I’m also glad that I read the ‘about’ section, because it turns out that Acioli developed this book at a workshop led by Gabriel García Márquez, who handpicked her based on her story synopsis. WHAT.

Review: When the Moon Was Ours

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When the Moon was Ours by Anna-Marie McLemore, number one on my 2017 must-reads list, has been read! As I have been waiting to read this book since before it was released, I consider this a victory.

The crux of the story is the changing relationship between two strange inhabitants of a small town: Miel, a girl who was found in a water tower, and Sam, the boy who paints moons and hangs them everywhere. It’s a story of identity, love, fear, and family.

The book is incredibly beautiful. The prose is poetic, and the plot moves along gently. I was surprised and pleased at the fairy-tale like quality the story has the moment I opened the book. McLemore did a stellar job with the two transgender characters in the book, which I learned after I finished was due to her experience with her husband, who himself is trans. I’m glad she included this note at the end, because the tone of the book upon reflection took on the aura of a long, carefully crafted love letter.

Beauty and delicate nature aside, I did struggle at times with the passivity of Miel, the main character. Quiescent protagonists have never quite been my cup of tea: the ease with which Miel lets the people around her manipulate her life drove me quite frantic. In addition, at times the drowsiness of the plot left me unmotivated to continue until about half-way through, when the conflict truly started to pick up.

On the whole, however, the book is beautiful and poignant, with excellently represented characters. There was one scene involving a rose and a wrist that to this day, a month later, makes me cringe and hold my own wrist, and if that isn’t a mark of good writing, I don’t know what is. If you’re looking for diverse characters in every respect and beautiful, etherial writing, this book is for you.

Mini Review: Half Bad

So I finished the book Half Bad by Sally Green today. It was refreshing, because I haven’t had a book that’s nearly made me miss class in a while. I’d almost forgotten the panic/rage that accompanies skidding down the hallway a minute late to class while also filled with sheer blinding rage that my conscience won’t allow me to just skip and finish the damn book.

So it’s great. I read it in a day and a half, and only that slowly because of the aforementioned school. I picked up the last two books today. (Maybe not the best idea, considering it’s only Tuesday.) A seriously compelling writing style, despite the anguish that starts from pretty much page one, and intriguing characters (I dearly hope we meet Bob again along the way).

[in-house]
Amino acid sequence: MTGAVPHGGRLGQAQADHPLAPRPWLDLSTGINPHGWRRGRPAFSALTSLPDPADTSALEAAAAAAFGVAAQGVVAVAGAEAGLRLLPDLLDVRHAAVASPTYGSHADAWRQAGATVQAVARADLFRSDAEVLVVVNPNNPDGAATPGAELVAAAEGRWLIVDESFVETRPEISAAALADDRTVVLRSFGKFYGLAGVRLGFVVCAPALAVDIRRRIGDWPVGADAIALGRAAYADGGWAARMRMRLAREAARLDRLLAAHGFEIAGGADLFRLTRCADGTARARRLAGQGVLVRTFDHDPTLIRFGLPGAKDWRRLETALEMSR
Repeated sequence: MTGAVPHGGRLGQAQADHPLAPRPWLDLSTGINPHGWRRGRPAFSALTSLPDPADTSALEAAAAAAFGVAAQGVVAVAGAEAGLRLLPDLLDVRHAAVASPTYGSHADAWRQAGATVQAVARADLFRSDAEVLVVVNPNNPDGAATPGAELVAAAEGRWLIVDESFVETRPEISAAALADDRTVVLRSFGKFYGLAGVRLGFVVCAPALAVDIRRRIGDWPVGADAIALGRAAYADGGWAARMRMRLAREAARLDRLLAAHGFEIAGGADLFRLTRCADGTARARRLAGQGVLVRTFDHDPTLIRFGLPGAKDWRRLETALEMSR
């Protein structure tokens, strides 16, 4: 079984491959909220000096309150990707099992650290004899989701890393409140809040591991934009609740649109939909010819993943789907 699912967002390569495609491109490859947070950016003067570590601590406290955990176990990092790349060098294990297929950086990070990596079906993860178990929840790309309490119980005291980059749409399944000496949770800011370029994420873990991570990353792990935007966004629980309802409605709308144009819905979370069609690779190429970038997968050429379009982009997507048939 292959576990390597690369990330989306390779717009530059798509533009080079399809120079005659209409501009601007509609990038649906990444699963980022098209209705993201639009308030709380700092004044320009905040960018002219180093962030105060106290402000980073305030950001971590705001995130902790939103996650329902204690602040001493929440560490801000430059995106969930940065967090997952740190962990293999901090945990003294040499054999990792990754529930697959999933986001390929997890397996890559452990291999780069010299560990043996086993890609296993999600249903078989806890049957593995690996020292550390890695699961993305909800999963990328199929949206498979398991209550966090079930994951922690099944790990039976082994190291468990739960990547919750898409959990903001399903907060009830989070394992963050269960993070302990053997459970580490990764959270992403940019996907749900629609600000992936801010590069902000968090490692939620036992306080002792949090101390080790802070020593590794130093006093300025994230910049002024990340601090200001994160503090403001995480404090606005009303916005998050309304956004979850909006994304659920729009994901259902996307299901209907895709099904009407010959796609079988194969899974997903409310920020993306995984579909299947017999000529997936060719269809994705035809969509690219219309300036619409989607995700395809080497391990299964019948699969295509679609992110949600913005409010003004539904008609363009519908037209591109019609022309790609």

I’m off to read Half Wild now.

Review: The No. 1 Ladies’ Detective Agency

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I’ve finished one of the books I promised to read this year! Cue confetti flying, fireworks whizzing. The No. 1. Ladies’ Detective Agency is a book that, for some reason, you always picture your grandmother reading.

Alexander McCall Smith is an interesting dude, born in Zimbabwe, co-founder and teacher at the University of Botswana. So he’s definitely got the cred to be writing about the place, my first consideration when I picked up the book.

In the honored tradition of the critique sandwich, I will go good-bad-good. I absolutely loved the character of Precious Ramotswe. Savvy, funny, serious, and determined, her self-confidence was one of my elements of the book. From childhood she is conditioned to be clever and observant, and to take no shit from men.

Which makes it all the more out of place when she falls prey to an abusive relationship. I don’t want to make light of this issue: sexual assault and marital abuse are something many, many women face, and we shouldn’t not talk about it. But I do question the aptness of using it as a plot device in this particular instance, after a buildup of Precious’ character as someone unlikely to fall victim to this brand of violence. To me it felt abrupt and out of character, and I was taken aback by the suddenness of its appearance.

Precious’ concession to marriage at the end of the book to Mr. J.L. B. Matekone (another great character) felt out of place to me as well. While we see him as lovestruck and longing for Precious’ companionship, her thoughts on marriage remain clear until the very last page: that she is content to be unmarried, in fact, she is strongly opposed to remarrying. We see no evidence of this changing before she concedes to his second marriage proposal on the last page of the book. A bit unbelievable.

Criticism aside, I loved so many things about this book. Precious’ use of Agatha Christie to lend validity to her detective agency, the connection she felt to her homeland: Precious loves Africa, loves Botswana, with a such a forceful wonder. Precious loved herself fiercely also, as a fat woman, as a damn good detective. And she was staunch throughout, never doubting that she could handle any case, from missing dogs to malicious witchdoctors.

I would definitely recommend this book. It is an engaging, quick read, with an incredibly lovable narrator. I probably won’t read the rest of the series right now, but I’ll be trying out the TV series.